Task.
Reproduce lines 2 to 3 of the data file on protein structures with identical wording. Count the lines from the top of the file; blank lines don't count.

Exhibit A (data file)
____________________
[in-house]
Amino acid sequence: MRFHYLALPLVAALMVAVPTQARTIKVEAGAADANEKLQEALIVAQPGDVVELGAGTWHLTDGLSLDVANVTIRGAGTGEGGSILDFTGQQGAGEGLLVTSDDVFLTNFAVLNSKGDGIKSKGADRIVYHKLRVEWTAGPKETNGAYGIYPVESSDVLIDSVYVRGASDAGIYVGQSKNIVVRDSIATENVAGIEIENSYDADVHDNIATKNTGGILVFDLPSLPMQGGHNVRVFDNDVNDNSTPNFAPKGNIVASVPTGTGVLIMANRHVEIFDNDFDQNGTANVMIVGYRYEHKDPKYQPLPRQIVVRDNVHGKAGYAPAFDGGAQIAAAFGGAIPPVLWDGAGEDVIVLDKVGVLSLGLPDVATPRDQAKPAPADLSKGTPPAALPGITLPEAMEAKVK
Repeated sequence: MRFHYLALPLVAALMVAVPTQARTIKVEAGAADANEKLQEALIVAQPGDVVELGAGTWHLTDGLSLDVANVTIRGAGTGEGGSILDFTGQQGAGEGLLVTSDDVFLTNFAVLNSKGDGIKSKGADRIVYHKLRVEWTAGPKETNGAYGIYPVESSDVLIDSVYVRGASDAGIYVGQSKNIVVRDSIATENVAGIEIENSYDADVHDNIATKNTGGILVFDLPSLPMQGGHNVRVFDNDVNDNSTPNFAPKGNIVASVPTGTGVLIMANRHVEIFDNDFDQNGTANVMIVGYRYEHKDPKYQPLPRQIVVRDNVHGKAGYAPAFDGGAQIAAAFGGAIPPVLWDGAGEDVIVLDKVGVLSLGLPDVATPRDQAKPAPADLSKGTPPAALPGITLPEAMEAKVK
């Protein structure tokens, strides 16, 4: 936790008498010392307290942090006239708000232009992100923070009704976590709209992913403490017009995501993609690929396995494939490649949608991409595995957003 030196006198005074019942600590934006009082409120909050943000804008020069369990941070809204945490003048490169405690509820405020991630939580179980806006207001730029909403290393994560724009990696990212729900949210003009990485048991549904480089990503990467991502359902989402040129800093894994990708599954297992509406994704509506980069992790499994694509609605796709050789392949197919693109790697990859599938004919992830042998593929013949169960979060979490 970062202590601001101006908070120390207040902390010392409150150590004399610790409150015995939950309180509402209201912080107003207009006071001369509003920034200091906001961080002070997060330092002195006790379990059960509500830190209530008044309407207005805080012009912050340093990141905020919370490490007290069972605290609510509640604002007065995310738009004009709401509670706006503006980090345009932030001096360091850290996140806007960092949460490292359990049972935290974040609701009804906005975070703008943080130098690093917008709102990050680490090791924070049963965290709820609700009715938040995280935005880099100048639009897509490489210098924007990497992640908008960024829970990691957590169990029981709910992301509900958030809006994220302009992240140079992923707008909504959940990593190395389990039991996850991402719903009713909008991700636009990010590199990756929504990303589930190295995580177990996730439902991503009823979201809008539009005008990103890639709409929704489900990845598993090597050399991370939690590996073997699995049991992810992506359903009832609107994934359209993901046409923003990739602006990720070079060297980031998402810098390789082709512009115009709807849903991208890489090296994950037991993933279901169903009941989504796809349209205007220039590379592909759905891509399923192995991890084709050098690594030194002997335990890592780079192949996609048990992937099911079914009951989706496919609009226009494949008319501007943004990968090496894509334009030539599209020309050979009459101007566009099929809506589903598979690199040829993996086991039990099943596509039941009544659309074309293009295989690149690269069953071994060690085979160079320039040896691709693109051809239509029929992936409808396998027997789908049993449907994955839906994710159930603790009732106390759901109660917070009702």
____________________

Amino acid sequence: MRFHYLALPLVAALMVAVPTQARTIKVEAGAADANEKLQEALIVAQPGDVVELGAGTWHLTDGLSLDVANVTIRGAGTGEGGSILDFTGQQGAGEGLLVTSDDVFLTNFAVLNSKGDGIKSKGADRIVYHKLRVEWTAGPKETNGAYGIYPVESSDVLIDSVYVRGASDAGIYVGQSKNIVVRDSIATENVAGIEIENSYDADVHDNIATKNTGGILVFDLPSLPMQGGHNVRVFDNDVNDNSTPNFAPKGNIVASVPTGTGVLIMANRHVEIFDNDFDQNGTANVMIVGYRYEHKDPKYQPLPRQIVVRDNVHGKAGYAPAFDGGAQIAAAFGGAIPPVLWDGAGEDVIVLDKVGVLSLGLPDVATPRDQAKPAPADLSKGTPPAALPGITLPEAMEAKVK
Repeated sequence: MRFHYLALPLVAALMVAVPTQARTIKVEAGAADANEKLQEALIVAQPGDVVELGAGTWHLTDGLSLDVANVTIRGAGTGEGGSILDFTGQQGAGEGLLVTSDDVFLTNFAVLNSKGDGIKSKGADRIVYHKLRVEWTAGPKETNGAYGIYPVESSDVLIDSVYVRGASDAGIYVGQSKNIVVRDSIATENVAGIEIENSYDADVHDNIATKNTGGILVFDLPSLPMQGGHNVRVFDNDVNDNSTPNFAPKGNIVASVPTGTGVLIMANRHVEIFDNDFDQNGTANVMIVGYRYEHKDPKYQPLPRQIVVRDNVHGKAGYAPAFDGGAQIAAAFGGAIPPVLWDGAGEDVIVLDKVGVLSLGLPDVATPRDQAKPAPADLSKGTPPAALPGITLPEAMEAKVK